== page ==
The improved cast screw anchor hereof has a hub for reception of an internal drive installation wrench, and an elongated spade portion integral with and extending from the hub in a direction away from the open, wrench receiving end of the latter, that is constructed to not only provide for decreased overall weight, but also enhance initial penetration of the anchor in dense and frozen soils, while at the same time being installable with less torque to a greater depth than heretofore possible.
The present cast anchor exhibits improved penetration and has a lower installation torque requirement by virtue of the fact that the spade portion of the anchor integral with the hub thereof is of minimal cross sectional area without sacrifice in strength, has diametrically opposed, angularly oriented cutting edges, and terminates in an offset relatively pointed tip whereby the hub and helix initially move in an orbital path relative to the tip to improve the angle of attack of the helix with the ground upon initial entry of the helix into the soil, and the spade portion thereafter moves in its own orbital path to shift soil laterally as the anchor advances.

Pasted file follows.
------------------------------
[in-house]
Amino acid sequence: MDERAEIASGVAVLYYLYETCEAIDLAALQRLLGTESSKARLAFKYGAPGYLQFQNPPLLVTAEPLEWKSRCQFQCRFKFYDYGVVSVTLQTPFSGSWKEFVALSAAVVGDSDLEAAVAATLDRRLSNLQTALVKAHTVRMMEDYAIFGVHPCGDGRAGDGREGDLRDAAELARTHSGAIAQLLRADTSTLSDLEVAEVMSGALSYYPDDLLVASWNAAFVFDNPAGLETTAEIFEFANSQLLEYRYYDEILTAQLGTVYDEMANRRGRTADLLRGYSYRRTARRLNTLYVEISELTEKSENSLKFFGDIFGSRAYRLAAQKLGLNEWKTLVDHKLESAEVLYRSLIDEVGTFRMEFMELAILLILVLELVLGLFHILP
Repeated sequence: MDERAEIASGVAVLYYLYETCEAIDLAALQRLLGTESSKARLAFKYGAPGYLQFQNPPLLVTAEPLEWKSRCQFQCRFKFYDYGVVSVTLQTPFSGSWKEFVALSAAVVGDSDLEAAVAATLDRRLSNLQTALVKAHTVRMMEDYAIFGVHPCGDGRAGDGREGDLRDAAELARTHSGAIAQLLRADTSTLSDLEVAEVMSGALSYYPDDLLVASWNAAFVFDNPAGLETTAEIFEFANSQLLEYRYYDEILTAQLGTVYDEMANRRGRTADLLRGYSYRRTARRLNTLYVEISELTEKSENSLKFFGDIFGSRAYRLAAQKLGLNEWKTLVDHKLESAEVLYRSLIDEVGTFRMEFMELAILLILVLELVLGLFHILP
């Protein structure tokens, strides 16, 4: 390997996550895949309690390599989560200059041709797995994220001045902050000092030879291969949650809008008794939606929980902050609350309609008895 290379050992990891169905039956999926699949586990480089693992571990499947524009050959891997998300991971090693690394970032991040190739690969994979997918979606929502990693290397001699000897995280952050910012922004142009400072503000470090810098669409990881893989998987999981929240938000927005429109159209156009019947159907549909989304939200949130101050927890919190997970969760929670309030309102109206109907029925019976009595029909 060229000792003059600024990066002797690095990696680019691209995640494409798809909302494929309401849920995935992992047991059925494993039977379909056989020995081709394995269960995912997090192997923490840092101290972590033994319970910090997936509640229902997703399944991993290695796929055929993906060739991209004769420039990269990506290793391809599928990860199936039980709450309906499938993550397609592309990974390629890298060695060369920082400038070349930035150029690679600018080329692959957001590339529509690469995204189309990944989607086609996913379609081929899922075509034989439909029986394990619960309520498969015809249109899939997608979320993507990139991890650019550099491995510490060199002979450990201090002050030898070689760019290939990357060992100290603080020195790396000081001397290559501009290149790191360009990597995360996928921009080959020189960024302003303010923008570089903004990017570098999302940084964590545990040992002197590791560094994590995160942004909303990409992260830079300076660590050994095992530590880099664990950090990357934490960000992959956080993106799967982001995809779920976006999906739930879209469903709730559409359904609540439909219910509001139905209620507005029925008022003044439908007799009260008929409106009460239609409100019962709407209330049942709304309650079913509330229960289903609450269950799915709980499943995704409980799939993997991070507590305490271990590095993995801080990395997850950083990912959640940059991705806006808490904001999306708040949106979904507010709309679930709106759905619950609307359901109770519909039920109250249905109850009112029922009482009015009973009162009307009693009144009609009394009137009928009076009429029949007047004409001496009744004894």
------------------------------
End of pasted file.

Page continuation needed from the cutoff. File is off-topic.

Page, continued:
The torque required to install the present anchor as compared with the prior cast anchor is also less because of the provision of novel tapered transition sections which extend from the main body of the spade portion of the anchor and blend into the polygonal hub thereof, thereby decreasing the installation resistance of the anchor within dense soil structures.
BRIEF DESCRIPTION OF THE DRAWINGS
FIG. 1 is a perspective view from one side of a cast anchor embodying the preferred concepts of the present invention;
FIG. 2 is another perspective view of the anchor illustrated in FIG. 1;